In my last blog post, I mentioned that a local government could obtain a “local act” exempting a privately funded projected from the otherwise applicable bidding requirements. This post is designed for people who may not be familiar with local acts. It answers the following questions: What is a local act? How does a local act relate to the general laws that govern local governments? What is the procedure for obtaining a local act? Is there anything that can’t be done by local act? Where can I find local acts?
What is a local act?
The North Carolina General Assembly enacts legislation in one of two ways: Either by general law, or by local act. General laws apply, in the context of local government law, across all local governments or specific categories of local governments. Most of the sections of Chapters 160A (cities) and 153A (counties) are general laws. A local act is a law that applies to one or more specific local governments. Although the name might suggest that a local act is something that is done by a local government, that’s not the case. The legislative acts of local governments are ordinances. A local act refers to an act of the General Assembly that relates to one or more specific local governments.
How does a local act relate to the general laws that govern local governments?
Local governments derive all of their authority from state legislative enactments. Most of the enabling legislation comes in the form of general laws. Local acts modify the general law by adding to the authority granted under those laws, or by creating exceptions to the requirements contained in those laws. For example, last session the legislature, by local act, gave certain local governments the authority to construct and provide affordable housing for their employees, and authorized exemptions from property disposal procedures for a city and a county/community college project. Local acts can also directly validate or effect specific transactions of local governments, bypassing entirely the otherwise applicable general laws. For example, a recent local act validates a repurchase agreement, similar to the type I described in my last blog, notwithstanding the bidding requirements, and another directly annexes property described in the act itself to the town of Sunset Beach.
What is the procedure for obtaining a local act?
Local acts are introduced as bills in the legislative process much like any other piece of legislation. A local government seeking local legislation must contact the legislators who represent the jurisdiction, and the bill must be submitted to the drafting office for preparation and introduction just like any other piece of proposed legislation. Local bills are separately designated as local bills in the drafting process, and are handled under a separate calendar, but otherwise they follow the same process, being referred to committees and passed on three readings in each house. Local acts do not go to the Governor and are not subject to a veto if they affect fewer than 15 counties. NC Const., Art II, Section 22(6).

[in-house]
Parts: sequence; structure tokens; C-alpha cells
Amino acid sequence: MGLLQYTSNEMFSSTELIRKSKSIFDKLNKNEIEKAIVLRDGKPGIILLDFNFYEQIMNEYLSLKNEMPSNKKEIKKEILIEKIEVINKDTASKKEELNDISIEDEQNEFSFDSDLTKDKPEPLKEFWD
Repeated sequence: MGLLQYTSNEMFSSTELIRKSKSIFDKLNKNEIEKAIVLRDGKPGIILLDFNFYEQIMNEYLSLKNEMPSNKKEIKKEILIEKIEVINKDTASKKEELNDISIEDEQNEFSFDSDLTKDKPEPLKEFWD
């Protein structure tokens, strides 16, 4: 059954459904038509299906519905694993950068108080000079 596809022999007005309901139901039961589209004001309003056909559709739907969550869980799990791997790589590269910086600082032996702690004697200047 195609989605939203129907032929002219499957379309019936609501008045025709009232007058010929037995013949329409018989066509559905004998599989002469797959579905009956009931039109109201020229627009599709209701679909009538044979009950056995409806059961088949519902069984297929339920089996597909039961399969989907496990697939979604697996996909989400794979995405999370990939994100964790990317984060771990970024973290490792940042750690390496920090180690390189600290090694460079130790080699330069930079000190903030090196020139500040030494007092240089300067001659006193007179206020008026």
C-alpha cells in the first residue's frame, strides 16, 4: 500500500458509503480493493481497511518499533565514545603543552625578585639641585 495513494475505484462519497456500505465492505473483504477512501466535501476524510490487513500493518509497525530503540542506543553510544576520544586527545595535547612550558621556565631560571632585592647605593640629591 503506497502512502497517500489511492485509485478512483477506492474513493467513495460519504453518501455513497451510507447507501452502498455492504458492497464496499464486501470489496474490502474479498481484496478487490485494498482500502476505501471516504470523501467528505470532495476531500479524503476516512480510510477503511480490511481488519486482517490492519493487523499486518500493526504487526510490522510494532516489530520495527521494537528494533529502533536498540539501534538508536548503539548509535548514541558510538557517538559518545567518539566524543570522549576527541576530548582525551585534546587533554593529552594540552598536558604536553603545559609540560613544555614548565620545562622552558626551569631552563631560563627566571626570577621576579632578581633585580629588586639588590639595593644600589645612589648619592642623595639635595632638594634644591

There are two important differences in the process for local bills. One is a matter of tradition. By long-standing practice, a legislative “courtesy” system provides that local bills will almost always win general approval in each house as long as they have the support of the legislators who represent the jurisdiction(s) involved. Occasionally, a local bill that is controversial will face some opposition, but otherwise, the legislators defer to the local delegation on matters of concern to their local government constituents.
A second difference is a matter of house and senate rules during the “short” legislative session (the second half of the biennial legislative process, which is primarily dedicated to budget matters). The typical rules for introduction of bills during the short session limit local bills to matters that are approved by all members of the local delegation, and that the members will certify as being noncontroversial.
In addition, during both the long and short sessions, deadlines for introduction of bills are based on separate categories of bills, including local bills. So local governments seeking local legislation must pay attention to the legislative schedule and rules, especially if the desired legislation is time sensitive.
One final point about procedures for local acts: When the legislature uses a local act to effect a particular action, it is not bound by any of the procedures in the general laws. Let me use annexation as an example. The general laws require cities to comply with several specific procedural steps when annexing property. The General Assembly, however, can annex property to a city by local act without complying with any of those procedures. The local act for Sunset Beach is an example of such an annexation. Since the legislature creates the rules and defines the powers under which local governments operate, they are free to modify or dispense with them, as they see fit. The only exception to that is that they must comply with any procedures or limitations that the state or federal constitutions require (such as a hearing in order to comply with due process).